EurActiv - Letters to the Editor


Regarding ‘Carbon capture and storage‘:

I find the whole saga of the CCS (Carbon Capture and Storage) issue entirely distasteful.

The oil industry magnates and the coal industry giants must be laughing all the way to the bank and their shareholders must be agreeing with them that they can make a huge killing with dividends. This is another EU farce and the member states should stand back for a moment to consider this.

The facts are pretty plain:

1. Pumping catbon dioxide into oil-bearing and gas-bearing fields under the sea will help the greedy oil companies extract the last vestiges of these fuels from reserves paid for by taxpayers (and also bank-rolled by the public) who finance the EU for little net overall benefit.

2. Pumping the carbon dioxide into these underground areas will therefore result in more fossil fuels being extracted and burnt, thus creating even more greenhouse gases. The Mass Balance of these systems has already been done and it shows that for every 100 tonnes of carbon dioxide pumped into these reserves, 20 tonnes of oil (from those oil reserves) and 183 tonnes of gas (from those gas reserves) will be extracted. From these, the dissipation of carbon dioxide will be of the order of 400-500 tonnes of additional carbon dioxide, irrespective of the sulphur!

3. Then of course there is the issue that at least 50% of the available carbon dioxide pumped in to these aquifers will get to the surface in less than a year.

Think again EU – let’s not pretend that this is a good idea!

Carol Horner

Private citizen

Author :


  1. Another way of looking at it would be that the economic benefit of enhanced oil recovery will provide the necessary revenues to get carbon capture technologies deployed commercially, whereafter permanent storage in exhausted oilfields or saline aquifers could be undertaken. The geoligical structures that trapped oil and gas for millions of years are capable of trapping CO2 for similar periods of time. It would be nice to think that we can turn off oil consumption and move quickly to a no-carbon way of life but in reality we are faced with the practical problem of making that transition without a complete dislocation of our existing economic structures – damaging as they are.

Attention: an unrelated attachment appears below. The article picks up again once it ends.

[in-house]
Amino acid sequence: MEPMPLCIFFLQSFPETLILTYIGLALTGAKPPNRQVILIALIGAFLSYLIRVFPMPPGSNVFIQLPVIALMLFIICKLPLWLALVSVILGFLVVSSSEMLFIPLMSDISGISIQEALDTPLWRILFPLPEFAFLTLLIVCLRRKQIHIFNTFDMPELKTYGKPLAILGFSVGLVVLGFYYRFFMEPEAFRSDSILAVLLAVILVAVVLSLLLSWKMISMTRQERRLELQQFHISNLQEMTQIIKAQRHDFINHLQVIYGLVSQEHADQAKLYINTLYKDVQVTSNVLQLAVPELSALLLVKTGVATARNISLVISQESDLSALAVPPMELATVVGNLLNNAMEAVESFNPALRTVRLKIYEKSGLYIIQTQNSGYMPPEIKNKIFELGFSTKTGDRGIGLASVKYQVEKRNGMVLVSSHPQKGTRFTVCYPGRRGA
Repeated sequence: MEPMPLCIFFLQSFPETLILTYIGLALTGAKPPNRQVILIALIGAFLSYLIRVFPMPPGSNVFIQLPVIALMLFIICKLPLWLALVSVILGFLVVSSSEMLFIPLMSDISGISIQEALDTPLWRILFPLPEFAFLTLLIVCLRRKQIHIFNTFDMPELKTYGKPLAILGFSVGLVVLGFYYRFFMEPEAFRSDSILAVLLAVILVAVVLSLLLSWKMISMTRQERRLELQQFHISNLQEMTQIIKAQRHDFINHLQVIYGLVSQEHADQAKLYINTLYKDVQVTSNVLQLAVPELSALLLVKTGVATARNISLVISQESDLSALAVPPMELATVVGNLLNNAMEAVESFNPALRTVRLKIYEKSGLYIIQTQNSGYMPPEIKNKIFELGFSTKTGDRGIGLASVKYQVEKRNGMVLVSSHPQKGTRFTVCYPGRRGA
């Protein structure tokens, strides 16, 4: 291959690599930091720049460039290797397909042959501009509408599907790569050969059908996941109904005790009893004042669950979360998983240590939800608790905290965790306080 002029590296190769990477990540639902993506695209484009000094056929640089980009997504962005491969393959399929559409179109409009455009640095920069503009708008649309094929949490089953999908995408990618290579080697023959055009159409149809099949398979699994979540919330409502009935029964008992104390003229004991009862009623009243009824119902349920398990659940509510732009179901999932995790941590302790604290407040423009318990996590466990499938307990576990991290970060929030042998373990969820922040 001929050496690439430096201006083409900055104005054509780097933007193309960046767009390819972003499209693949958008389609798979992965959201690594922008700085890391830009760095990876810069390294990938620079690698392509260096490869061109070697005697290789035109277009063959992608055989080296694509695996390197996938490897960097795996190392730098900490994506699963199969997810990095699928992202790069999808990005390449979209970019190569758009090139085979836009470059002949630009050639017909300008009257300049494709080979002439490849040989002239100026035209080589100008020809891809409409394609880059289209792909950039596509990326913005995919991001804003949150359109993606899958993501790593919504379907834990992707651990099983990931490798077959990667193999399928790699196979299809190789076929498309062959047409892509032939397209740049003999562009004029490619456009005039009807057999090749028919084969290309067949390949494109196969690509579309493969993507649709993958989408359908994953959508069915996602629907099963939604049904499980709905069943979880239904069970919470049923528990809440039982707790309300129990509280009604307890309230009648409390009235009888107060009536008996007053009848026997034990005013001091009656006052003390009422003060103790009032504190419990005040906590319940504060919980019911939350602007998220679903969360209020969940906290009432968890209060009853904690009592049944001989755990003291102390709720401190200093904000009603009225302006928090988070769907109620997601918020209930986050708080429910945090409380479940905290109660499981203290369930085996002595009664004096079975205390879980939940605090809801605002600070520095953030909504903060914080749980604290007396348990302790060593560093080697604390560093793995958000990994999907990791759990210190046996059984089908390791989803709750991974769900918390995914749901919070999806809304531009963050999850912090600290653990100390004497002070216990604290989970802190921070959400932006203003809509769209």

2. An integrated assessment of all aspects of the CCS chain and also the potential enhanced oil recovery with CO2 is necessary. In our study on CCS in comparison with renewables, we give an overview of CO2-EOR as potential starting point for CCS and its limitations. If you look at the entire lifecycle analysis, I agree with Carol that CO2-EOR leaves more CO2 in the atmosphere than without this application. For every tonne of injected CO2, about 4 tonnes CO2 are emitted to the atmosphere. So CO2-EOR is not a climate mitigation option.

    For further information please check

  3. “economic benefit of enhanced oil recovery will provide the necessary revenues to get carbon capture technologies deployed commercially”

    Do oil companies, that are already making all-time record profits with high oil prices, really need more money ?

    From a climate perspective, the problem with oil is not that there is not enough, but that there is too much compared to the carrying capacity of our atmosphere. We already exceed critical concentrations of 350ppm CO2 and are on a track that is above the A1FI emissions scenario, the worst case scenario imagined by IPCC. Squeezing reservoirs out until they produce their last drop of oil, which is the objective of enhanced oil recovery (EOR), is of economic interest to oil company shareholders and contributes to generating more CO2 in the transport and space heating sectors, that will amplify climate change. It is not of interest of the climate and the children of least developed countries that will be most affected by the impacts of climate change.

    Besides, CO2 is neither gas nor oil, and the belief that CO2 can be stored as safely as oil and gas in depleted reservoirs is not to my knowledge backed by science, instead it is rather the opposite : CO2 molecules are smaller than gas molecules (i.e. mainly CH4), not to mention oil, and can leak through small cracks in reservoir’s cap rock. These cracks are amplified in deflated reservoirs (ceiling is no more maintained in position due to reduced pressure). Besides CO2 can also mix with underground water, be transported with it, and released in the atmosphere at a further location. Water, acidified through CO2, can also attack certain types of caprocks and increase the size of cracks.

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